The lid of the unit acts as a funnel, directing rainwater down into a smaller tube housed within the larger 8-inch diameter unit. When this smaller tube is filled, the larger outer container acts as a reservoir, catching the overflow without spilling a drop for later measurement.
The inner collection tube is 1/10 the diameter of the funnel to match the kiln measuring stick’s measured increments. One inch of rain water will fill the inner tube ten inches. Each inch on the kiln measuring stick equals 1/10th of an inch, so ten 1/10s inches is equal to one inch.
The gauge is held in place by a cylindrical steel frame set in concrete by bolts. These bolts can be adjusted to level the rain gauge. It is imperative that the gauge be perfectly level and away from any vertical obstructions such as trees and buildings. A good rule of thumb is to set your gage up so that it is twice the distance of a vertical obstructions height. So if you are setting up your gauge near a tree that is 50 feet tall, your gauge should be set up 100 feet away.
A kiln measuring stick–shown leaning against the gauge in the photo above right–is carefully lowered into the orifice at the top of the gauge until it touches bottom. When removed, the water level wets stick at a readable depth. This depth is the amount of rainfall recorded. Sometimes more than one stick is required to record the total rainfall. Having more than one stick is necessary when rainwater overflows from the smaller inner cylinder into the larger outer cylinder.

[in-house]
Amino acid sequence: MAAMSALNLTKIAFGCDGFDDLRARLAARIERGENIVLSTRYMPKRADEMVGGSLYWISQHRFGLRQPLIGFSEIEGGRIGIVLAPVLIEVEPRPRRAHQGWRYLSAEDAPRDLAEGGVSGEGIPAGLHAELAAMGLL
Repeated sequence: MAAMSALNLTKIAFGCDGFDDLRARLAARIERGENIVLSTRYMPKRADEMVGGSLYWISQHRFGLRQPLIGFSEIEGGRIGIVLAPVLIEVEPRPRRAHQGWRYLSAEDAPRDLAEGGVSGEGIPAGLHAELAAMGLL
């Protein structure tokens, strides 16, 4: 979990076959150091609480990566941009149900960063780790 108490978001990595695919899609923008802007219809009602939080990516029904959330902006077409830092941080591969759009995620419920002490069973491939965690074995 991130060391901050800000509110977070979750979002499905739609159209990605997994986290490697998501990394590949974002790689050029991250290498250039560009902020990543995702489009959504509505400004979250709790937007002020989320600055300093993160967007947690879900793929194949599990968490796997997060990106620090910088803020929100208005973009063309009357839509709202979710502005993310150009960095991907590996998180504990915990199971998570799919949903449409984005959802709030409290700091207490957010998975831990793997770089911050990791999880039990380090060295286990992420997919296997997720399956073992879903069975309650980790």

During these circumstances, the observer would first measure rainwater by gently and carefully lowering the kiln stick down into the smaller collection tube, then taking his or her reading. Next, the observer carefully removes the inner collection tube, being careful to allow any drops of water on the outside part of the bottom portion of the tube to drop back into the larger outer collection tube. Dump the water out of the small collection tube just removed, allowing every drop to come out. Then carefully set the smaller tube on a flat level surface and place the funnel lid securely onto it. It is best to have a helper to support the smaller tube with the funnel lid on it as it will be top heavy and unstable, particularly when you fill it.
Next take the larger outer collection reservoir with the overflow water in it, and carefully fill the smaller collection tube by pouring the water slowly into the funnel lid. Once you have removed every drop, take a new unused kiln stick (as the old one will still have the “stain” of the water level on it) and slowly and carefully lower it into the small collection tube as you did with the first kiln stick. Take the measurement and add this to the original measurement. If more water remains in the large collection tube, then empty the smaller tube out and repeat the steps you took to refill the smaller tube, using a third (and fourth etc) fresh unused kiln stick for each measurement; adding the totals as you go. The sum of all measurements is the total rainfall. Totally awesome!
The photo above shows the smaller collector tube inside the larger outer overflow catch tube.
It is best to use whitewash to reflect sunlight off the rain gauge to minimize the effects of solar heating and potential evaporation of the rainwater inside.
~ Steve Woodruff and Devin Lussier